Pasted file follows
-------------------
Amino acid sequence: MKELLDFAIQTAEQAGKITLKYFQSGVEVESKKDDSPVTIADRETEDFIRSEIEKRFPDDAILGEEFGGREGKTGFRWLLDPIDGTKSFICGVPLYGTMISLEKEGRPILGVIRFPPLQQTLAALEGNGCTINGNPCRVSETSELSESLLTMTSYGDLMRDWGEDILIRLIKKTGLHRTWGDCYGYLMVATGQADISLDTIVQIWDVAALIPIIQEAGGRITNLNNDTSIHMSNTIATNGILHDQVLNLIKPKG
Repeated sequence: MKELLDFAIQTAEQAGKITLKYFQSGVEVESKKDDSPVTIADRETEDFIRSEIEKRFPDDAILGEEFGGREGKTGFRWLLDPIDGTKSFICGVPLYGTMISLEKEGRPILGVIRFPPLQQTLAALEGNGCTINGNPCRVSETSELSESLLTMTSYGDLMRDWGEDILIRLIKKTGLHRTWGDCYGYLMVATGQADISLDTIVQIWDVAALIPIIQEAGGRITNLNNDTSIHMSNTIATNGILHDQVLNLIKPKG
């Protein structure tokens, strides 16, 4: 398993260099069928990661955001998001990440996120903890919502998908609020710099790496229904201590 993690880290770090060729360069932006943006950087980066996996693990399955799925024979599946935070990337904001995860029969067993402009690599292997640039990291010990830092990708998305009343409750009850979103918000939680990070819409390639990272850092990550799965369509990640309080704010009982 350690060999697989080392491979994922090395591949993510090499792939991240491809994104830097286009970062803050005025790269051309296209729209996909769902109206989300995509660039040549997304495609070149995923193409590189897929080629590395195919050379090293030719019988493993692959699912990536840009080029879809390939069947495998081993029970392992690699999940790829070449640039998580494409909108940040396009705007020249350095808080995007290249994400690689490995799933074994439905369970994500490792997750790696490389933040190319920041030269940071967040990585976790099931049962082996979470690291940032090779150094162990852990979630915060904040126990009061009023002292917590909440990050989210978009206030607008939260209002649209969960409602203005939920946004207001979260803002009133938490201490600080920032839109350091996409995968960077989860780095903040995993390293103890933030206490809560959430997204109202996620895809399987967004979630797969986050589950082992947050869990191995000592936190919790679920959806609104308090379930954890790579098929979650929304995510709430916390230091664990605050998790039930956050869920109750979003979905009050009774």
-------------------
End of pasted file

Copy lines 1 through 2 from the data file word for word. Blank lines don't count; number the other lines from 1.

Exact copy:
Amino acid sequence: MKELLDFAIQTAEQAGKITLKYFQSGVEVESKKDDSPVTIADRETEDFIRSEIEKRFPDDAILGEEFGGREGKTGFRWLLDPIDGTKSFICGVPLYGTMISLEKEGRPILGVIRFPPLQQTLAALEGNGCTINGNPCRVSETSELSESLLTMTSYGDLMRDWGEDILIRLIKKTGLHRTWGDCYGYLMVATGQADISLDTIVQIWDVAALIPIIQEAGGRITNLNNDTSIHMSNTIATNGILHDQVLNLIKPKG
Repeated sequence: MKELLDFAIQTAEQAGKITLKYFQSGVEVESKKDDSPVTIADRETEDFIRSEIEKRFPDDAILGEEFGGREGKTGFRWLLDPIDGTKSFICGVPLYGTMISLEKEGRPILGVIRFPPLQQTLAALEGNGCTINGNPCRVSETSELSESLLTMTSYGDLMRDWGEDILIRLIKKTGLHRTWGDCYGYLMVATGQADISLDTIVQIWDVAALIPIIQEAGGRITNLNNDTSIHMSNTIATNGILHDQVLNLIKPKG